Naked: Stripped by a Man and Hurricane Katrina by Julie Freed

And then the dream breaks into a million tiny pieces. The dream dies. Which leaves you with a choice: you can settle for reality, or you can go off, like a fool, and dream another dream. ~ Nora Ephron

A house and marriage “violently” disintegrate. Left alone to raise an infant in the aftermath of Hurricane Katrina while her husband lives it up in Miami Beach, Julie is surrounded by the rubble of her life – “stripped bare by love and loss.”

What happens when you lose everything?

This story is about choices, strength, divorce, Hurricane Katrina, alcoholism, a mother’s dream, life changing bridges, flawed diamonds, rebuilding, and a baby girl named Genoa.

Julie shares a remarkable story with humor and tenderness. The strength and resilience of the Gulf Coast shines through as does the love and purity Julie finds in this memoir. Experience the vulnerability, hurt, love, loss, anger, intimate reflections, authenticity, and ultimately the freedom as Julie’s shocking story unfolds.

(Image and synopsis via Goodreads)

Julie Freed tells the story of the ravages of Mother Nature and human nature in her memoir, Naked: Stripped by a Man and Hurricane KatrinaDespite the raw and painful memories, Julie writes beautifully and eloquently.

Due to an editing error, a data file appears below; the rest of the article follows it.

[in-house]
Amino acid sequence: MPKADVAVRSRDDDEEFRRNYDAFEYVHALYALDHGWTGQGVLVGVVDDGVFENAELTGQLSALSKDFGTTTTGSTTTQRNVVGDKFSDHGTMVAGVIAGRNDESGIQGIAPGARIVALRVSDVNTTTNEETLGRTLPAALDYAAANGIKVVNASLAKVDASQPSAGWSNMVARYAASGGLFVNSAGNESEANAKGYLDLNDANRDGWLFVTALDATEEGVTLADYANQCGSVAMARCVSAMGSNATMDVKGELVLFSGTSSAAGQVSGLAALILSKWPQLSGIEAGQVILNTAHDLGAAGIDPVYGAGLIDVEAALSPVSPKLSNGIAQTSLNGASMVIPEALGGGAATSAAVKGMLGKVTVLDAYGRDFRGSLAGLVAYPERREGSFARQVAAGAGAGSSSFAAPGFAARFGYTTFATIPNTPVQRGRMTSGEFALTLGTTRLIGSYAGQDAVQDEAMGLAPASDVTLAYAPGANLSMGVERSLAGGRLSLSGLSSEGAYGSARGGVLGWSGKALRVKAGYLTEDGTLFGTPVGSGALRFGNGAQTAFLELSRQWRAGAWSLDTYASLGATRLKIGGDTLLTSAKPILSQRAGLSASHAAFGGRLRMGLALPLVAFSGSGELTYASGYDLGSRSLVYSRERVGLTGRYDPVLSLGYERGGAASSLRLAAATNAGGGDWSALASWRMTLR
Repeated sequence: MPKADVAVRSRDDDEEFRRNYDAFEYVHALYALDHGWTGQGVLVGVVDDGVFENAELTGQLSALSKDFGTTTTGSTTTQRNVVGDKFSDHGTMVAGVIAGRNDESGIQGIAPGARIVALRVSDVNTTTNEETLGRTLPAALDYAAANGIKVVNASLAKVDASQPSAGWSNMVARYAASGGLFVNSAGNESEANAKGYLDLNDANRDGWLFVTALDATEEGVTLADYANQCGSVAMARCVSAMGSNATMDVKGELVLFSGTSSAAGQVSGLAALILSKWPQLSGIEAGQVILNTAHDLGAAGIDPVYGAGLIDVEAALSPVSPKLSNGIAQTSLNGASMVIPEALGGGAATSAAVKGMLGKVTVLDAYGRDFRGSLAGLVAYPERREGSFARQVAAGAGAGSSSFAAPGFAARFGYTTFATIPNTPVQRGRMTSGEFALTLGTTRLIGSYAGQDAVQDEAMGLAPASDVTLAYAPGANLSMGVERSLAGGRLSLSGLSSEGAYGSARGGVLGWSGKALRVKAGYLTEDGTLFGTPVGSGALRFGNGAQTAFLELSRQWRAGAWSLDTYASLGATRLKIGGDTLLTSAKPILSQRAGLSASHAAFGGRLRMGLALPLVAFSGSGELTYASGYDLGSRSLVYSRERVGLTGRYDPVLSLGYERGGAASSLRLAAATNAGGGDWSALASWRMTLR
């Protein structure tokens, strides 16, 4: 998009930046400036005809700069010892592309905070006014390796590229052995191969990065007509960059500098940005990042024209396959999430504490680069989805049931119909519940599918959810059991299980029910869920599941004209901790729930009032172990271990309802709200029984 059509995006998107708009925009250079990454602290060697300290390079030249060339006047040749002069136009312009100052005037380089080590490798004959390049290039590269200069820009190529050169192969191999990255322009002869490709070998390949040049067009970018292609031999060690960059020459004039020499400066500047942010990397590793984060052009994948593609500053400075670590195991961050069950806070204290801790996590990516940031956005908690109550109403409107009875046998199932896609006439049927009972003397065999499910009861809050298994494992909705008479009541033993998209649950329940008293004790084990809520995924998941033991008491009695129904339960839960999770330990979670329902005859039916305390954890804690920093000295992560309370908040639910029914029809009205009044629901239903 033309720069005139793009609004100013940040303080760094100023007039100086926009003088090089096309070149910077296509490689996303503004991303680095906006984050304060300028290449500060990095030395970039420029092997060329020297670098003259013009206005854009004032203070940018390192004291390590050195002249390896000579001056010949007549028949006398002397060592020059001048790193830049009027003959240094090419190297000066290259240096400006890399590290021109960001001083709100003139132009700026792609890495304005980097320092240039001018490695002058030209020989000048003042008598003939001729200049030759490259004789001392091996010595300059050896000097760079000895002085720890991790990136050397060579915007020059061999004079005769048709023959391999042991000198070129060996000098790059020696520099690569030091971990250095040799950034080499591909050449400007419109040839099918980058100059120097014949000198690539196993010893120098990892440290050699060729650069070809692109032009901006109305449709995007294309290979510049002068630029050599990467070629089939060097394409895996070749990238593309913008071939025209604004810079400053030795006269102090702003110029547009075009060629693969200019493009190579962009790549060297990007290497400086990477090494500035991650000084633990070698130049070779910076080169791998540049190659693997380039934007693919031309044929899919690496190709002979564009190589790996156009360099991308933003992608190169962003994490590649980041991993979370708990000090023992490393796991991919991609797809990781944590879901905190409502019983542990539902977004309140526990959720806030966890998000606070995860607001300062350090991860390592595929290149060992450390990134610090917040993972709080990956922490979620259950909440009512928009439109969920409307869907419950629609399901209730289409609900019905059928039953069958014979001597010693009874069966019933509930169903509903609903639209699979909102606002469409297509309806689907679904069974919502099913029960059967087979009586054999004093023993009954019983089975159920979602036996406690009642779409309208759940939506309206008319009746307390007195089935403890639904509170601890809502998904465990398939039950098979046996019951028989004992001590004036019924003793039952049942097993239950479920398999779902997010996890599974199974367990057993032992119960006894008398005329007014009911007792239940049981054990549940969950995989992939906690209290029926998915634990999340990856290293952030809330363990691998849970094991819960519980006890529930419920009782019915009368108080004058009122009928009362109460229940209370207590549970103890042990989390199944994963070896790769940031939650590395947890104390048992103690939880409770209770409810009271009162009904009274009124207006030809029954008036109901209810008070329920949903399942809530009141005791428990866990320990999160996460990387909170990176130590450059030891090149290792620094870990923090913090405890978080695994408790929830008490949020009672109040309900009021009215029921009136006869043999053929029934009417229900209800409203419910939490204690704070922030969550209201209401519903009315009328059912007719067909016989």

From page one, I am hooked and Julie continuously draws me deeper and deeper into her story. Using flashbacks and emotional imagery, Julie shares the depth to which she loves her husband and how her life with him and their daughter has grown based on dreams held since their courtship. Hurricane Katrina becomes the perfect metaphor for the demise of their marriage.

Her family had only recently moved to New Orléans when reports of the potential for a hurricane begin over the news. Friends help Julie prepare not only for her survival but that of her still toddling daughter. In the midst of preparing to flee ahead of the hurricane, Julie receives an email from her husband requesting a divorce.

However, Julie’s strength and reserves muster themselves to the front and the preparations move forward. Julie’s focus is her daughter and all precautions are taken to ensure Genoa’s safety and good health.